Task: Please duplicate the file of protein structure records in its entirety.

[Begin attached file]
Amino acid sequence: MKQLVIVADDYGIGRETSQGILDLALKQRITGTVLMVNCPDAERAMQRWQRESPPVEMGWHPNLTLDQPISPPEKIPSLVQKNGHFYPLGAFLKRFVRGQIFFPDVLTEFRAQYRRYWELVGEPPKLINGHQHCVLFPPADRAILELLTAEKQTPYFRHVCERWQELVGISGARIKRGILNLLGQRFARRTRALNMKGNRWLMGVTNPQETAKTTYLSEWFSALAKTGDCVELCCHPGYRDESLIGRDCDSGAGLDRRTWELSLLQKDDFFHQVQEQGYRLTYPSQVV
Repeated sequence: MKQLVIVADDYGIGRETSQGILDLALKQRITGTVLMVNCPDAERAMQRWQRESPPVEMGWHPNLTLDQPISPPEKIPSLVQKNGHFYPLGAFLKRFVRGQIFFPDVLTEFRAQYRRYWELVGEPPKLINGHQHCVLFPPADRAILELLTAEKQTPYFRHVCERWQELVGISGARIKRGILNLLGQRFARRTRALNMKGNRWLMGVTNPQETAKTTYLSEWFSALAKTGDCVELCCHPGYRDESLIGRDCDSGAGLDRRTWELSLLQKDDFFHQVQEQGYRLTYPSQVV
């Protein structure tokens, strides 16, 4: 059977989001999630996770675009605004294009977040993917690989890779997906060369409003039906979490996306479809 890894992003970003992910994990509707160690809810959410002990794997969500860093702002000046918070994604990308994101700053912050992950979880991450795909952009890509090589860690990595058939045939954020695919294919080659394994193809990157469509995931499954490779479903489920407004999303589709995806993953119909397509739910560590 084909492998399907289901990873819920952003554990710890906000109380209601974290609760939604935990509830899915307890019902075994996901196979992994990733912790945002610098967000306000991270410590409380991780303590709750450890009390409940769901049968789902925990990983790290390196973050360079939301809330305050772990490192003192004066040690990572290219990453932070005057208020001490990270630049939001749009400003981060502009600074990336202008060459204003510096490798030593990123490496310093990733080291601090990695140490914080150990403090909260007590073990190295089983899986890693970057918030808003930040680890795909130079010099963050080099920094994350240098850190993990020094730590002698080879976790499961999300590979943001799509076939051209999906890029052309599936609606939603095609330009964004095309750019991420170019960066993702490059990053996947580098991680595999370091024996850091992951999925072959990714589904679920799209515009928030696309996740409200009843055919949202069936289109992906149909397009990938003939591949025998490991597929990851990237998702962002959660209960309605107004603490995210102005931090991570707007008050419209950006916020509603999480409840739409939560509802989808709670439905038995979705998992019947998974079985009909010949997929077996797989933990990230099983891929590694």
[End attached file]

Amino acid sequence: MKQLVIVADDYGIGRETSQGILDLALKQRITGTVLMVNCPDAERAMQRWQRESPPVEMGWHPNLTLDQPISPPEKIPSLVQKNGHFYPLGAFLKRFVRGQIFFPDVLTEFRAQYRRYWELVGEPPKLINGHQHCVLFPPADRAILELLTAEKQTPYFRHVCERWQELVGISGARIKRGILNLLGQRFARRTRALNMKGNRWLMGVTNPQETAKTTYLSEWFSALAKTGDCVELCCHPGYRDESLIGRDCDSGAGLDRRTWELSLLQKDDFFHQVQEQGYRLTYPSQVV
Repeated sequence: MKQLVIVADDYGIGRETSQGILDLALKQRITGTVLMVNCPDAERAMQRWQRESPPVEMGWHPNLTLDQPISPPEKIPSLVQKNGHFYPLGAFLKRFVRGQIFFPDVLTEFRAQYRRYWELVGEPPKLINGHQHCVLFPPADRAILELLTAEKQTPYFRHVCERWQELVGISGARIKRGILNLLGQRFARRTRALNMKGNRWLMGVTNPQETAKTTYLSEWFSALAKTGDCVELCCHPGYRDESLIGRDCDSGAGLDRRTWELSLLQKDDFFHQVQEQGYRLTYPSQVV
């Protein structure tokens, strides 16, 4: 059977989001999630996770675009605004294009977040993917690989890779997906060369409003039906979490996306479809 890894992003970003992910994990509707160690809810959410002990794997969500860093702002000046918070994604990308994101700053912050992950979880991450795909952009890509090589860690990595058939045939954020695919294919080659394994193809990157469509995931499954490779479903489920407004999303589709995806993953119909397509739910560590 084909492998399907289901990873819920952003554990710890906000109380209601974290609760939604935990509830899915307890019902075994996901196979992994990733912790945002610098967000306000991270410590409380991780303590709750450890009390409940769901049968789902925990990983790290390196973050360079939301809330305050772990490192003192004066040690990572290219990453932070005057208020001490990270630049939001749009400003981060502009600074990336202008060459204003510096490798030593990123490496310093990733080291601090990695140490914080150990403090909260007590073990190295089983899986890693970057918030808003930040680890795909130079010099963050080099920094994350240098850190993990020094730590002698080879976790499961999300590979943001799509076939051209999906890029052309599936609606939603095609330009964004095309750019991420170019960066993702490059990053996947580098991680595999370091024996850091992951999925072959990714589904679920799209515009928030696309996740409200009843055919949202069936289109992906149909397009990938003939591949025998490991597929990851990237998702962002959660209960309605107004603490995210102005931090991570707007008050419209950006916020509603999480409840739409939560509802989808709670439905038995979705998992019947998974079985009909010949997929077996797989933990990230099983891929590694």